“The Rodeo scholarship made it possible for me to walk away from my artistic revenue and settle down in my coursework,” she said. “I am beyond thankful and inspired by the Rodeo Scholarship. I made it my goal my freshman year to start my own scholarship someday targeted towards talented young artists who want to attend college but are financially pressured to continue their arts. I want it to be life-changing to the recipients, the way the Rodeo scholarship has been for me.”

Kimberly is studying finance with minors in accounting and management information systems. No stranger to competition, she has landed coveted internships in the highly competitive field of investment banking and venture capital. From hitmaker to money-maker, Sarah Grace Kimberly remains a star on the rise.

Sara Grace with folded hands on rails, standing for portrait

Image courtesy Sarah Grace Kimberly

Image courtesy Sarah Grace Kimberly

Sara Grace holding trumpet, looking at camera

Image courtesy Sarah Grace Kimberly

Image courtesy Sarah Grace Kimberly

Mielad Ziaee

Mielad Ziaee is passionate about health care and reducing health disparities … but how he plans to go about it is unique: data science and artificial intelligence.

“As a child, I didn’t speak English. I’m Persian Iranian; I spoke Farsi, which is not the most common language in Houston. Because of my struggles early on not speaking English, I’m passionate about closing health disparities,” he said. “Not everyone is in the same place as you, and we must build systems that ensure that we can create equitable health care for everyone.”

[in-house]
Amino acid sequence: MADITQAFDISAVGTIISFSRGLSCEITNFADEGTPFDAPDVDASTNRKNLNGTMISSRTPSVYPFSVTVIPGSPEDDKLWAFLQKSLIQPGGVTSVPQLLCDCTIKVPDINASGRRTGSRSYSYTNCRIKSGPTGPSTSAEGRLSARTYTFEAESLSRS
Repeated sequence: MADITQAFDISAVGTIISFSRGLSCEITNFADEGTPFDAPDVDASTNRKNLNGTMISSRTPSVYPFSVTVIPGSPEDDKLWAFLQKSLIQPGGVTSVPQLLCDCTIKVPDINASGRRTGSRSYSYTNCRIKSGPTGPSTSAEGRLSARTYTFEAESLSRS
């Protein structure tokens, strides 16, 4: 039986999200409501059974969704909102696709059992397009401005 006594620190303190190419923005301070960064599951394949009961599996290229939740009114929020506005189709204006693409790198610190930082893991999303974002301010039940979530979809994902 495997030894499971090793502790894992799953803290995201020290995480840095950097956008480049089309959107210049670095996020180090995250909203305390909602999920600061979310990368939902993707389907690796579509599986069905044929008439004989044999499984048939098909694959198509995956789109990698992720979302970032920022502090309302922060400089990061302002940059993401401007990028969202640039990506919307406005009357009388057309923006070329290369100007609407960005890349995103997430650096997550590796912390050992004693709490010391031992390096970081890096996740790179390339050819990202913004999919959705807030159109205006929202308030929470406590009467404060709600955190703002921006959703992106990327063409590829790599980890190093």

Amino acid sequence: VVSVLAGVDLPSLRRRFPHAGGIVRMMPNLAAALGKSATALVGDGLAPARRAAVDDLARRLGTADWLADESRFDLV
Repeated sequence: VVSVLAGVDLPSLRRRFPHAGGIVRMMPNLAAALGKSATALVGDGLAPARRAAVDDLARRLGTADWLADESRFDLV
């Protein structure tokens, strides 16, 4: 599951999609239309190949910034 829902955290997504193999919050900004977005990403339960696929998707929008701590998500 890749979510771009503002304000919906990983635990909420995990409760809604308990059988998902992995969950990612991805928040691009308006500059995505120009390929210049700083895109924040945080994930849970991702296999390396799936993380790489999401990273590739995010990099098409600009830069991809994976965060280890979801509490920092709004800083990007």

The psychology major has received awards for “Outstanding First Year Student in the UH Honors College” and was selected as a finalist in the “ExCITE Talk Competition,” where students deliver an elevator pitch in less than three minutes. He now works with UH’s Hewlett Packard Enterprise Data Science Institute studying food insecurity in the Third Ward.

“It’s been a great experience to work with a community and not over them. I love seeing how people work together to make a positive change, and how those results can translate through policy,” Ziaee said. “The Rodeo Scholarship experience has allowed me to network with passionate students under a common goal of service and wanting to give back to the Houston community. The scholarship has empowered me to be in this amazing community of people who want to innovate and move forward in Houston. I think that’s super exciting and the position we’re in at UH is very conducive to that.”

Looking ahead, Ziaee plans to pursue his M.D. and continue his research in artificial intelligence and health disparities. He is most interested in applying data science and AI to the fields of genetics and molecular science.

“Health care professionals can treat and detect cancers easily by just looking at a sample; this all goes back to AI with how we look and process data,” he said. “Moving forward in my career, I would love to implement these technical skills to the health care field.”